In the early 1970s, the US government had just started to get serious about mandating minimum safety standards from automakers, forcing designers at Ford and its many competitors to get creative in order to hit every government regulation, while still producing something that would prove desirable to American consumers.
Attempting to solve that problem gets at the very heart of what it means to be an automotive designer – something that was as true back then as it is today. The above film, shot inside Ford’s Advanced Design Studio circa 1973, renders that fact readily apparent. With all its talk of regulations, packaging concerns, and a modicum of bitterness toward anyone who regards vehicle designers as mere “stylists,” you might be forgiven for thinking this film was produced in the present day – were it not for the grainy, vintage picture quality.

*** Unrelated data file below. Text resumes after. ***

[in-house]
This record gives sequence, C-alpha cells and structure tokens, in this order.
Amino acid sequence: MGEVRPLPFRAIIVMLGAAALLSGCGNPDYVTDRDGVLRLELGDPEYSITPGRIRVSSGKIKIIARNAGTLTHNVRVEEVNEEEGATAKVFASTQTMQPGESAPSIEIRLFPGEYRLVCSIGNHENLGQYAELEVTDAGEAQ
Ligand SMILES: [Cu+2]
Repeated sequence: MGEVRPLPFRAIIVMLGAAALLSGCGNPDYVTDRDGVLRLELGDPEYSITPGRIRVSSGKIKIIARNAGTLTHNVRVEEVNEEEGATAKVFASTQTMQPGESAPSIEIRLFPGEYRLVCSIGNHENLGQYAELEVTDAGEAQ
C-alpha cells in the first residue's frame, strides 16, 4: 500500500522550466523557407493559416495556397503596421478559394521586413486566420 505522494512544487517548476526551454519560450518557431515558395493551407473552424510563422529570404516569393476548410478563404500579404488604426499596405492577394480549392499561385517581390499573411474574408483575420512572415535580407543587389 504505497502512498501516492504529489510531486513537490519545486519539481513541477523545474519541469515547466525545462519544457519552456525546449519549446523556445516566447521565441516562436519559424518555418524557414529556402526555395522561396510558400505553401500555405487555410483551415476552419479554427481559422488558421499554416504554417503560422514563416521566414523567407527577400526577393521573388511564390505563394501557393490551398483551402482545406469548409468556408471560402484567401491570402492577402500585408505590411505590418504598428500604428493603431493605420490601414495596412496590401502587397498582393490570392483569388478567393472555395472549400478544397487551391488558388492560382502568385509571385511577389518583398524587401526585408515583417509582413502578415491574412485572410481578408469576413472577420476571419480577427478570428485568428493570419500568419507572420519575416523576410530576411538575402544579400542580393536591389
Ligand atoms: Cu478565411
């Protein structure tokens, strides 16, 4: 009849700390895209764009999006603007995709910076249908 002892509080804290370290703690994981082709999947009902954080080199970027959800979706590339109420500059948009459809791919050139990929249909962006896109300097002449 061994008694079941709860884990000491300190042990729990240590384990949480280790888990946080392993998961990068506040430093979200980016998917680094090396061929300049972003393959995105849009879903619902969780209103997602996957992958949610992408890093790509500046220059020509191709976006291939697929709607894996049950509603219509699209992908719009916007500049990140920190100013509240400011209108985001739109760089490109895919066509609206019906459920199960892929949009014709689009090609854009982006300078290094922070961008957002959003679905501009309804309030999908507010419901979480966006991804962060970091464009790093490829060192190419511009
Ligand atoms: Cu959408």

Of course, as website Form Trends points out, Ford’s design concerns have grown in number since this film was made. Ford Motor Company and other global automakers still have to worry about visibility, safety equipment, and crumple zones, of course, but in addition, designers must also concern themselves with aerodynamic efficiency, active safety devices and autonomous equipment, and even new powertrain configurations (for much of its history, the automobile was front-engine, rear-wheel drive in the vast majority of cases, with no electric motors to be found).
Check out the video above to hear the sort of concerns that Ford’s design staff grappled with even back in the early 1970s.